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Notes on implementing non-local URI references and resource documents

From: Boris Zbarsky <bzbarsky@MIT.EDU>
Date: Mon, 13 Oct 2008 12:24:22 -0400
Message-ID: <48F37636.4020307@mit.edu>
To: www-svg@w3.org

Here are some notes on my experience with implementing non-local URI 
references and resource documents (as defined in SVG 1.1 section 5.3.1 
[1]).  There are some lose ends remaining that require coordination with 
the working group and other vendors, and I would be very interested in 
hearing the working group's position on those issues.

1) Nothing in the specification seems to define what sorts of files can
be used as the targets of non-local references.  In particular, it's not 
clear whether the targeted files must be image/svg+xml or whether 
they're allowed to be application/xml, say.  In the absence of normative 
requirements here, what Gecko implements is that any time the non-local 
reference points to an entity that we would parse with the XML parser we 
go ahead and parse it and create a DOM (modulo next bullet point).  The 
entity being referenced can thus be image/svg+xml, text/xml, 
application/xml, application/xhtml+xml, etc, etc.

2) There is no indication in the specification of what should happen 
when the HTTP response for a non-local reference URI is a 404 with an 
image/svg+xml (or other XML type) entity body.  Gecko's implementation 
treats this (and in fact any HTTP response that makes it out of the HTTP 
implementation with a status code that is not 2xx) as equivalent to a 
non-XML response.

3) There is no indication in the specification that resource documents 
(which are not thus named anywhere that I can find) are to only be 
loaded once per primary document.  I assumed that this is the desired 
behavior based on SVG Tiny 1.2 2008-09-15 draft, section 14.1.6 [2].

4) There is no indication in the specification as to what size should be 
used for the canvas of the resource documents. Perhaps this never 
affects rendering and thus doesn't matter; I can't tell for sure that 
this is the case, especially where foreignObject is involved.  Gecko 
currently sets the canvas size to 0x0.

5) To reduce attack surface, Gecko does not execute scripts in resource 
documents at the present time.  We're not convinced that we want to 
change this at any point in the foreseeable future.  We do plan to 
implement non-Turing-complete declarative animation in resource documents.

6) To reduce the risk of inadvertent information leakage, Gecko 
currently does not allow linking to resource documents across origins. 
The security check performed is the same as that for XMLHttpRequest (so 
does not take document.domain into account).  We do plan to make this 
check subject to Access-Control [3] to allow a server to export SVG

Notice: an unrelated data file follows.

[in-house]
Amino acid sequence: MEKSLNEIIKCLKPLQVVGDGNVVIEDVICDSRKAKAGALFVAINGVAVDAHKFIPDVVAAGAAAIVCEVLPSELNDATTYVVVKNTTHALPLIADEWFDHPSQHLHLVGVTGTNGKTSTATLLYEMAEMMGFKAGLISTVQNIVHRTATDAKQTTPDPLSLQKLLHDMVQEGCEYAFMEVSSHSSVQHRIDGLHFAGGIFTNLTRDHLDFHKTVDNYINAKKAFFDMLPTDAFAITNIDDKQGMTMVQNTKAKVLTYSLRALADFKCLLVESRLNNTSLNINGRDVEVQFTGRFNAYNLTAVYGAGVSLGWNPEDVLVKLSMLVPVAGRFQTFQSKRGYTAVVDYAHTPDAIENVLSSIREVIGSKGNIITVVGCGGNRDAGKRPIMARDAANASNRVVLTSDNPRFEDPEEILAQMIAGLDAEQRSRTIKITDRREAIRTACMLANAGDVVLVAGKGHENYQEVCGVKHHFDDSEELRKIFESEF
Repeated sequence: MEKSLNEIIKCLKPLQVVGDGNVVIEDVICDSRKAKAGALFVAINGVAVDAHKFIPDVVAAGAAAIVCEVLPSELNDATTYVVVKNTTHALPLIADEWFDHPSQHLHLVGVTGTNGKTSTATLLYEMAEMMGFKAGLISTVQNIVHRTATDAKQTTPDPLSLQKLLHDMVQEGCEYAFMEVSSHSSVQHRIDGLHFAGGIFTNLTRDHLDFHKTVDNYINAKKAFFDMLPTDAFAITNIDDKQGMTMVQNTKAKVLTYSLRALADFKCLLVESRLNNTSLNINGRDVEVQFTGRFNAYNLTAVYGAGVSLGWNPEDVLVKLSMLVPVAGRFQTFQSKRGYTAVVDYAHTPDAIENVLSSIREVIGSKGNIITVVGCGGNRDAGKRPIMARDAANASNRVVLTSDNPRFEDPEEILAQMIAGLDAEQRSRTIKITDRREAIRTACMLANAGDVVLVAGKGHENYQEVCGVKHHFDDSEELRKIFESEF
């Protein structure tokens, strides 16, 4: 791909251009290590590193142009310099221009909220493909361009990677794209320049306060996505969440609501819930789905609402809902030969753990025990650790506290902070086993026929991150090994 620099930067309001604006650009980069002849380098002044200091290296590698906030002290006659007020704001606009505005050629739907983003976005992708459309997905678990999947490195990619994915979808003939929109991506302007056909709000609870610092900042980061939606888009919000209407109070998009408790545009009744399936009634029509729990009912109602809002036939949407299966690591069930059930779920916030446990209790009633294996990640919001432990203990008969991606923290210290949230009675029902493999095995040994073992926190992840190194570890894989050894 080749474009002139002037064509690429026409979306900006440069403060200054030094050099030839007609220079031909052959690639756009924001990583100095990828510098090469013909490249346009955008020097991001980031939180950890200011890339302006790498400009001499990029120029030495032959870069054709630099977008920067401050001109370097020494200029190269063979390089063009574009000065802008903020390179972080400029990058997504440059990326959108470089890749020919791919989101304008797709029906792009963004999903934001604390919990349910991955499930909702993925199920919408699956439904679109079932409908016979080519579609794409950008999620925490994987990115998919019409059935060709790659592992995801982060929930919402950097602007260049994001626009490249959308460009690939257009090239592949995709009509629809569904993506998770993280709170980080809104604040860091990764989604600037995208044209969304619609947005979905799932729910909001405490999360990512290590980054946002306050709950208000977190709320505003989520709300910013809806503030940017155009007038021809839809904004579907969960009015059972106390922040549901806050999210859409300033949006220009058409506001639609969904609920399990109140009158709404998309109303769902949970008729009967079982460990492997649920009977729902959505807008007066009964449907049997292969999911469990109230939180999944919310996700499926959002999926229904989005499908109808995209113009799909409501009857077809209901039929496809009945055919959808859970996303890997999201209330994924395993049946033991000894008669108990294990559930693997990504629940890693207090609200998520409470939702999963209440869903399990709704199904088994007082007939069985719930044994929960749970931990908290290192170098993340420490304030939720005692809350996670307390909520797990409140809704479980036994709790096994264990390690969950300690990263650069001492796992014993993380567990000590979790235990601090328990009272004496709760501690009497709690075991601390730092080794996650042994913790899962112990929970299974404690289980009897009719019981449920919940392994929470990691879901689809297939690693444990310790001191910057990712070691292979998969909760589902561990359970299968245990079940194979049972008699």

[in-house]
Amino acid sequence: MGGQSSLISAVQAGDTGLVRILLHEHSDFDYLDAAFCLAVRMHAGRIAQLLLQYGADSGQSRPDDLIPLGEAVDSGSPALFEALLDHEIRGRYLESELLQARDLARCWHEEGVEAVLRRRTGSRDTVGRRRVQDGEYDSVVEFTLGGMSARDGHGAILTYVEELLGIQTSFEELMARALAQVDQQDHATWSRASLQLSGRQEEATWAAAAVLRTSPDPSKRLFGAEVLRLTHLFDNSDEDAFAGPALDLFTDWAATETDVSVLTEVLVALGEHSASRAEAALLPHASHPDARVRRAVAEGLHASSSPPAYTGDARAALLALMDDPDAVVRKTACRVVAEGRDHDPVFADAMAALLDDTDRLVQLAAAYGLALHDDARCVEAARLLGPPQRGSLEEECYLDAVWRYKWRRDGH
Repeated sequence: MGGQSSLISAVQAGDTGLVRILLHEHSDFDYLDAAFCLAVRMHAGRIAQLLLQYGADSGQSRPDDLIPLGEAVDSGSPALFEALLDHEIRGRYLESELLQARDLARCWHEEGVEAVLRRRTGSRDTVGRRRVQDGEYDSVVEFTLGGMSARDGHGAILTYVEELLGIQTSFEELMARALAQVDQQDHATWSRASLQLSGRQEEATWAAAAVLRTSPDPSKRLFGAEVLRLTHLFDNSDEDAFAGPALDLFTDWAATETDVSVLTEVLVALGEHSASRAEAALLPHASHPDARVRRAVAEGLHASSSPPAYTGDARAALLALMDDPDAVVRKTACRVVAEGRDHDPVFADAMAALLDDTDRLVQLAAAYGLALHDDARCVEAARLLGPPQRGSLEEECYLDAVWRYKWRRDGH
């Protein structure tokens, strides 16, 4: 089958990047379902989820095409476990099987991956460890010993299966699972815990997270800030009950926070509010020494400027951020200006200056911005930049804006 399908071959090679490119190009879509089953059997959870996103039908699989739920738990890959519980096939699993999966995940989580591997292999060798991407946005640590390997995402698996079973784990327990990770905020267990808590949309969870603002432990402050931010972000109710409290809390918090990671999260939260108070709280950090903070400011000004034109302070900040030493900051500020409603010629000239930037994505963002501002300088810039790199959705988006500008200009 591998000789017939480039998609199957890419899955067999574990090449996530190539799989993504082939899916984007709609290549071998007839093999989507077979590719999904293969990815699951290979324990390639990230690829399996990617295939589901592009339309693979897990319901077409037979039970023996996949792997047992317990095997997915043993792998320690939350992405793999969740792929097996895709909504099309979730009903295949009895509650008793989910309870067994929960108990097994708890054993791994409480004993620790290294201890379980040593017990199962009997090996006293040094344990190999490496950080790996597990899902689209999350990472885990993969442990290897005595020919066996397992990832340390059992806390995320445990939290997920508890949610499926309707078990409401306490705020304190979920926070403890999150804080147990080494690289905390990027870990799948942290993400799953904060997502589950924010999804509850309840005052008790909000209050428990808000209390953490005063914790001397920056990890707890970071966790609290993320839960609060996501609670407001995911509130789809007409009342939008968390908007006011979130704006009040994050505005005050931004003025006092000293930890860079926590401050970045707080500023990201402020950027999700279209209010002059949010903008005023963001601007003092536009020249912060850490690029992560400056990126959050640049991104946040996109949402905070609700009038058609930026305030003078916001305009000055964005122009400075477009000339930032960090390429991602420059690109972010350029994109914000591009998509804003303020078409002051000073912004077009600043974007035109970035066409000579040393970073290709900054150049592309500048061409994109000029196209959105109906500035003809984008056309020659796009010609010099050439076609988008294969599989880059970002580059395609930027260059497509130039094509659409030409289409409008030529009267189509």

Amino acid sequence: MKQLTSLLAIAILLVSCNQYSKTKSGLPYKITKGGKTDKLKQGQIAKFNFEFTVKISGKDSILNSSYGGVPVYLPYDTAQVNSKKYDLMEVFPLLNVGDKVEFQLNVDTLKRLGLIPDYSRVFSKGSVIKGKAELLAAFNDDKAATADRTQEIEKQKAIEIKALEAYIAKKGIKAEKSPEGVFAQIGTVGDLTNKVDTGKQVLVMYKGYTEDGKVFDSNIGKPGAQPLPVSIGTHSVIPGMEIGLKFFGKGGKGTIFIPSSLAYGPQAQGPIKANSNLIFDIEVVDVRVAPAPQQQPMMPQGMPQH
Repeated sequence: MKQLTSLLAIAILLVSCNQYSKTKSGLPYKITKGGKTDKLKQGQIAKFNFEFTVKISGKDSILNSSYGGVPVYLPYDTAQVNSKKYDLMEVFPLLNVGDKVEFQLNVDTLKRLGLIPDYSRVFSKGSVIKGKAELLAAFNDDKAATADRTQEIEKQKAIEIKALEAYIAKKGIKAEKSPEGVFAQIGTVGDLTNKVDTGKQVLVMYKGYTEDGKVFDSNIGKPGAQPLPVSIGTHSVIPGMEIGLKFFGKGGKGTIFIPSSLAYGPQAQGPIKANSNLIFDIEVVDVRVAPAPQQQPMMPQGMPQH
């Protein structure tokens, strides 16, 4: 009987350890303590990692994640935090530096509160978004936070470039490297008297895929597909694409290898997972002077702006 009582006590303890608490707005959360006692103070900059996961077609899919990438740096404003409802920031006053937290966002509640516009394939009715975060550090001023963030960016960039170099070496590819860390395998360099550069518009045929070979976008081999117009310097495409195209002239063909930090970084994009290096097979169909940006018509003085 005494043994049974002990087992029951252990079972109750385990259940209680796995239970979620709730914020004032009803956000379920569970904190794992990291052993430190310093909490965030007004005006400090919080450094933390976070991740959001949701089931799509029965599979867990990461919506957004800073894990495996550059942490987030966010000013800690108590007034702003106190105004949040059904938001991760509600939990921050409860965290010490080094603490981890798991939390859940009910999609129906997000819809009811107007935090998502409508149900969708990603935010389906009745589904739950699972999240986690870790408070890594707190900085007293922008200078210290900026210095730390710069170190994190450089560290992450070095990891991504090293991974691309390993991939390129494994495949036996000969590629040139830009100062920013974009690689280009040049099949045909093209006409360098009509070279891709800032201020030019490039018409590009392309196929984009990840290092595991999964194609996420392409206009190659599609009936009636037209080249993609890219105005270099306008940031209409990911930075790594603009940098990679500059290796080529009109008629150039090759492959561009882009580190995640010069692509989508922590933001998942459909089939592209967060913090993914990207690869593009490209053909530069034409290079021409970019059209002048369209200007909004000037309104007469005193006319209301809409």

resource documents for use by other sites.

7) It's not clear to me from section 5.6 [4] whether event handler 
attributes on elements in a subtree pointed to by a <use> should be 
cloned onto the instance tree, but it's certainly what Gecko does right 
now.  It's further unclear which script context said event handlers 
should execute in; currently in Gecko they execute in the context of the 
primary document.  This means that a <use> can effectively import 
scripts from the referenced document into the primary document scope. 
While we're enforcing same-origin restrictions this is not a problem, 
but when we move to Access-Control we will continue to enforce a hard 
same-origin restriction on <use> to mitigate this attack scenario.

8) Once we move to Access-Control, it's not clear how the "only load it 
once" behavior should work, since it becomes entirely possible for a 
primary document at origin A to load a resource at origin B and a 
resource at origin C, with the resource at B also loading the resource 
at C, while the server at C allows the load from A but not from B.  We 
would therefore like to coordinate our implementation of Access-Control 
here with other vendors and with the working group.

The SVG 1.2 Tiny 2008-09-15 draft [5] addresses issue 3 above, but the 
other issues I list seem to still be present.  Furthermore, it 
introduces a table of restrictions [6] some of which do not make much 
sense to me as general restrictions for desktop browsers.  In 
particular, I see no need to restrict externally referenced <use> or 
<animation> in subtrees referenced by <use>.  I see no sane way to 
enforce "the referenced fragment must not contain scripting".  I see no 
reason to forbid external references to fill and stroke.

Looking forward to some spec clarifications and a discussion about the 
security issues,

[3] http://www.w3.org/TR/access-control/
[4]  http://www.w3.org/TR/2003/REC-SVG11-20030114/struct.html#UseElement
[5] http://www.w3.org/TR/2008/WD-SVGMobile12-20080915/
Received on Monday, 13 October 2008 16:25:07 UTC

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